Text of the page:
Treatment with GSK3β inhibitors
The pieces of Oscarella lobularis about 1 cm3 were cut in situ. The collection site was “la grotte d'Endoume” in Marseilles, a four meter deep underwater cave. They were left to heal during one day in situ. Then, they were cultivated in Petri dishes in roughly filtered sea water only (control), with 0.5 µM 6-bromo-indirubine-3′-oxime (BIO)  or with 40 mM lithium chloride (LiCl).
For scanning electron microscopy (SEM) and semi-thin sections specimens were fixed in 2.5% glutaraldehyde in a mixture of 0.4 M cacodylate buffer and seawater (1:4:5; 1120 mOsm) and post-fixed in 2% OsO4, in seawater. Then they were dehydrated through a graded ethanol series. For SEM samples were critical point-dried, sputter-coated with gold-palladium, and observed under a Hitachi S570 SEM.
For semi-thin sections dehydrated samples were embedded in Araldite resin. The sections (0.5 µm of the thickness) were stained with toluidine blue.
A two-tailed Student's t-test was used to assess the statistical significance of ostia numbers between treated and control samples. Thirty 400× fields were counted for each. A Shapiro-Wilk Normality Test confirmed that the three samples (Control, LiCl and BIO, n = 30) conformed to a normal distribution (P-value = 0.055, 0.126 and 0.979 respectively).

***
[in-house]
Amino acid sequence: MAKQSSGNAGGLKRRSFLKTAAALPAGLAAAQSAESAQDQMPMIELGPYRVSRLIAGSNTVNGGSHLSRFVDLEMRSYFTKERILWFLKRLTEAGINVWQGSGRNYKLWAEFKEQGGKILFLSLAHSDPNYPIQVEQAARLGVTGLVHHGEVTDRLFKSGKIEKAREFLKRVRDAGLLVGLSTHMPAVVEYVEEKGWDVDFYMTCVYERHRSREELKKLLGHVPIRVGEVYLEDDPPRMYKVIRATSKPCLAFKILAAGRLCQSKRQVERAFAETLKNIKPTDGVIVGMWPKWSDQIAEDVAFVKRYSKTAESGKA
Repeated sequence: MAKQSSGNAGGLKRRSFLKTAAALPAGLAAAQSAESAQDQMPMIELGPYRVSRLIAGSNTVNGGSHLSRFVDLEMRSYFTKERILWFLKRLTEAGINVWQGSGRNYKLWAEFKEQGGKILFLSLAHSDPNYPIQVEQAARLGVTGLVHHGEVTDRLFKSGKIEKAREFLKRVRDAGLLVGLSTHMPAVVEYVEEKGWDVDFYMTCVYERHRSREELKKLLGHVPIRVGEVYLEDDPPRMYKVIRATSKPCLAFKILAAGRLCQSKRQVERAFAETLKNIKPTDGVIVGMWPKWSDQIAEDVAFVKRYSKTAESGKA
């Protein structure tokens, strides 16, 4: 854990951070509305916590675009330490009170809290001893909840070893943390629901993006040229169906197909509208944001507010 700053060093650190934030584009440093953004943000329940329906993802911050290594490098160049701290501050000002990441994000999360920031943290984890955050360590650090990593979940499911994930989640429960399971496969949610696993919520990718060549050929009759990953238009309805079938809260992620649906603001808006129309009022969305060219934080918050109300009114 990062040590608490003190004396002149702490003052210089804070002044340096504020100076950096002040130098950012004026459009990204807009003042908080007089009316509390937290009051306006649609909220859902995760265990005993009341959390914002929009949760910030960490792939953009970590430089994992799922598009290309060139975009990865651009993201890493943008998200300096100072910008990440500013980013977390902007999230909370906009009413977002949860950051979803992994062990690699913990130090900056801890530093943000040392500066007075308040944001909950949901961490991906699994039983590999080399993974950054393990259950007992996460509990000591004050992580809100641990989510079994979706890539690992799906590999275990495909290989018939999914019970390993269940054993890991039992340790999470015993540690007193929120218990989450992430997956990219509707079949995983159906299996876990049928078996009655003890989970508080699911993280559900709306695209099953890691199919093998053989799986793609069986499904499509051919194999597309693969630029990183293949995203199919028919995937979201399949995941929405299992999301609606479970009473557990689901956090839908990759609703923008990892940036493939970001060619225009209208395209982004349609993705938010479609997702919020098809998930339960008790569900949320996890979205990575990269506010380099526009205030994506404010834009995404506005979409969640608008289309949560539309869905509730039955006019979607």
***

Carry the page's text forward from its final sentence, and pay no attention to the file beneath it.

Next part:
(1.70 MB DOC)
We gratefully acknowledge the significant contribution and support of the US Department of Energy Joint Genome Institute in the production of A. queenslandica (Reniera) genomic sequences used in this study through the Community Sequencing Program. We specially thank Laurent Meijer from the marine station of Roscoff, France for BIO donation. We are also grateful to Dr. Nicole Boury-Esnault, Dr. Jean Vacelet (Marseilles) for their assistance in sponge knowledge and critical reading of the manuscript, to Daria Tokina (St. Petersburg) for semi-thin sections, Dr. Oriol Torrents and Charline Abed for their help in illustration editing. We thank also Christian Marschal for assistance in photography, the Diving staff of the Centre d'Océanologie de Marseille and Olivier Bianchimani for his help in sampling.